Its apparent plausibility rests in the mistaken but recalcitrant idea that first, the standard repertory today reflects the collective and legitimate aesthetic judgment of history and therefore a quasi-Darwinian process of objective selection, and second, that music is an art that demands competitive comparison, that only works befitting the attribute “masterpiece” deserve the time and effort to be heard and played in concert. By this standard, not a single work by Henry Cowell has survived. Indeed, from the perspective of the self-styled arbiters of taste who pronounce summary judgment based on criteria worthy of a beauty contest or quiz show, music such as his deserves to be met with skepticism before the performance, and afterwards dismissed with the comment that these works do not compare with the major works of Mozart, Beethoven, Mahler, Bartók, or Stravinsky.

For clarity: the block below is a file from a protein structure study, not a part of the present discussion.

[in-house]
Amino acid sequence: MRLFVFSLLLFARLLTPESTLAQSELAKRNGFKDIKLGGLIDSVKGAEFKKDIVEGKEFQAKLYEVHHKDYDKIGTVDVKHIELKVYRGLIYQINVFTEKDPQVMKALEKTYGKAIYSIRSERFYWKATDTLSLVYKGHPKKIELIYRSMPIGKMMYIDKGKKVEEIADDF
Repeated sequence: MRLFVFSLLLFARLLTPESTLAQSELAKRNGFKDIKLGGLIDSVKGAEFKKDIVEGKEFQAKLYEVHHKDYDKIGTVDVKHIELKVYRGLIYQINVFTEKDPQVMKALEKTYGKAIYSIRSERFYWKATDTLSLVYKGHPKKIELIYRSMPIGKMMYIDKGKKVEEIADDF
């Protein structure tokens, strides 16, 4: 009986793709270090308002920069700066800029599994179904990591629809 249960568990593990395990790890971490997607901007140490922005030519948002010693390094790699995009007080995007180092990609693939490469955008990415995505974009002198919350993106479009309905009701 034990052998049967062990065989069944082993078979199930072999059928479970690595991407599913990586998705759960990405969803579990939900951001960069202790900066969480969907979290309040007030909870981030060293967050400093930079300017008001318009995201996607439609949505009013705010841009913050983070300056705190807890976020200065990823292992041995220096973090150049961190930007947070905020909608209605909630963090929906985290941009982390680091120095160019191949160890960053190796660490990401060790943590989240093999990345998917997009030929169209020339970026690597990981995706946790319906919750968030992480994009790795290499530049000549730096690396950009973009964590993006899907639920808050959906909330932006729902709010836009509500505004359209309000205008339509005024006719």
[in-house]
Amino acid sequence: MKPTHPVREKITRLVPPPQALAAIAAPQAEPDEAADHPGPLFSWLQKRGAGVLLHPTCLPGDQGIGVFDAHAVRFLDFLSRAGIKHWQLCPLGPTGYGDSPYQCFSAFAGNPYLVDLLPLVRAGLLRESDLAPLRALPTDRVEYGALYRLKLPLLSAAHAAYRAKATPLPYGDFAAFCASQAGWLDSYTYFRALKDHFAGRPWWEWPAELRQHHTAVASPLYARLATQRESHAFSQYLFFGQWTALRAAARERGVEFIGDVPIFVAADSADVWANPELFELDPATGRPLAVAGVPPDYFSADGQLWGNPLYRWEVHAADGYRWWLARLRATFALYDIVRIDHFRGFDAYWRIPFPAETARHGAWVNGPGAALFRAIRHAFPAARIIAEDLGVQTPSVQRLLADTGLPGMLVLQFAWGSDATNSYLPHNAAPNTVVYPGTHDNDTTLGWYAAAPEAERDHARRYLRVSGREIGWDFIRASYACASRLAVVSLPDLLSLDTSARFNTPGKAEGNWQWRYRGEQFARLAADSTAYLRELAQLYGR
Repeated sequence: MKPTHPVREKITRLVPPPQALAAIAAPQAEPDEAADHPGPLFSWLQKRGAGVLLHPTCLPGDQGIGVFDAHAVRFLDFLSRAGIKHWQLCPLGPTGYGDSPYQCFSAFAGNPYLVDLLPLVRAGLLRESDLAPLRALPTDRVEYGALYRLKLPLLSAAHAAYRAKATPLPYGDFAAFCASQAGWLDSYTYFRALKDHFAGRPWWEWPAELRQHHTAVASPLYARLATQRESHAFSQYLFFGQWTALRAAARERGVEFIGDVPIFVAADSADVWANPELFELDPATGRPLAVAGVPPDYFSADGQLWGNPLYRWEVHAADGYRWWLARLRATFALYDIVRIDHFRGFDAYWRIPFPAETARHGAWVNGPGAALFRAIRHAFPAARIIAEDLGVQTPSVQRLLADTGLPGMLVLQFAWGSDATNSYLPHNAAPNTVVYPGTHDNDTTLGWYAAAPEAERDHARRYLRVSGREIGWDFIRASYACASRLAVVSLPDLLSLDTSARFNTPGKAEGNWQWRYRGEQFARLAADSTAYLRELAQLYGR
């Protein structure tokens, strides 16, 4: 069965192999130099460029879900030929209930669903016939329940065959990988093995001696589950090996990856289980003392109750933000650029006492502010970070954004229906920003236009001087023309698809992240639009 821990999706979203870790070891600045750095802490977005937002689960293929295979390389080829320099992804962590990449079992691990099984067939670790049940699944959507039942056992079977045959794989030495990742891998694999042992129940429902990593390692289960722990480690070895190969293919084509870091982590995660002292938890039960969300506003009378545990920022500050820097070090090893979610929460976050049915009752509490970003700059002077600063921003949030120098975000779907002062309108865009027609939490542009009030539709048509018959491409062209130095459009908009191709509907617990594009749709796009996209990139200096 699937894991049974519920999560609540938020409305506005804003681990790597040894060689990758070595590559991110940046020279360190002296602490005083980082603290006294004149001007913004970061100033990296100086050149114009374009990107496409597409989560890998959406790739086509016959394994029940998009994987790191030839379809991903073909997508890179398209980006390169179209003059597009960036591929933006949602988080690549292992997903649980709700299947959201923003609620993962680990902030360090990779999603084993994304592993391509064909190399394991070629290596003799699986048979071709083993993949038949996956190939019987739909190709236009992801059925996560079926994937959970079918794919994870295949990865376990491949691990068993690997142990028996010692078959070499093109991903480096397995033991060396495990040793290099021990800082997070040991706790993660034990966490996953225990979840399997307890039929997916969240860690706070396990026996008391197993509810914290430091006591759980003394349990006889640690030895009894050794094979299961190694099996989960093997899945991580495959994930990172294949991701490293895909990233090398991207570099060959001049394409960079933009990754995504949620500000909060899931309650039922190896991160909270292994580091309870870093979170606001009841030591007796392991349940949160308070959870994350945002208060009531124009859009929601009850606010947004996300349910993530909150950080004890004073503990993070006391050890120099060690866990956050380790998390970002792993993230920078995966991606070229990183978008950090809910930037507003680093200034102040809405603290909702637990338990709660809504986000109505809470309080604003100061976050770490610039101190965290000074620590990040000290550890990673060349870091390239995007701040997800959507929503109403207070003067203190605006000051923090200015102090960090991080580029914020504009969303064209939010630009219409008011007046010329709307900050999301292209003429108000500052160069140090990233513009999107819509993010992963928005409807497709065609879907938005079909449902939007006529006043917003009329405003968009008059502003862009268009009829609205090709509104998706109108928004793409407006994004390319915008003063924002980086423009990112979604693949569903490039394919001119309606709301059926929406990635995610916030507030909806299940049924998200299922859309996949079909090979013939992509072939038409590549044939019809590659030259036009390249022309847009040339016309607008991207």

But the judgment of history does not constitute an objective test. Consider the fate of Henry Cowell. The scandal surrounding his imprisonment for homosexuality, and the easy association in many circles between aesthetic radicalism and left-wing politics damaged his reputation and career during his lifetime and posthumously. For all of America’s celebration of its own love of invention and innovation, there has been a dark side to American cultural life: an enormous pressure to conform, the rule of a marketplace that is intolerant of genuine individuality and dissent, and a risk-averse anti-intellectualism derived from mistrust, isolationism, and commercial interest. Henry Cowell’s career and music have consistently tripped the wires of all of these negative attitudes. As a result, for the last fifty years, his music was deprived of the hearing it deserved except in a small community of devoted advocates. More exposure is necessary to permit a reasonable assessment of the worth of his many compositions. Only after repeated performances can we as performers and listeners decide which works we prefer and which seem more persuasive than others. Even within the output of the most famous composers there are hierarchies of taste. In Cowell’s case, exposure denied by the musical establishment at large for extraneous and specious reasons has prevented most listeners from exercising any sort of judgment.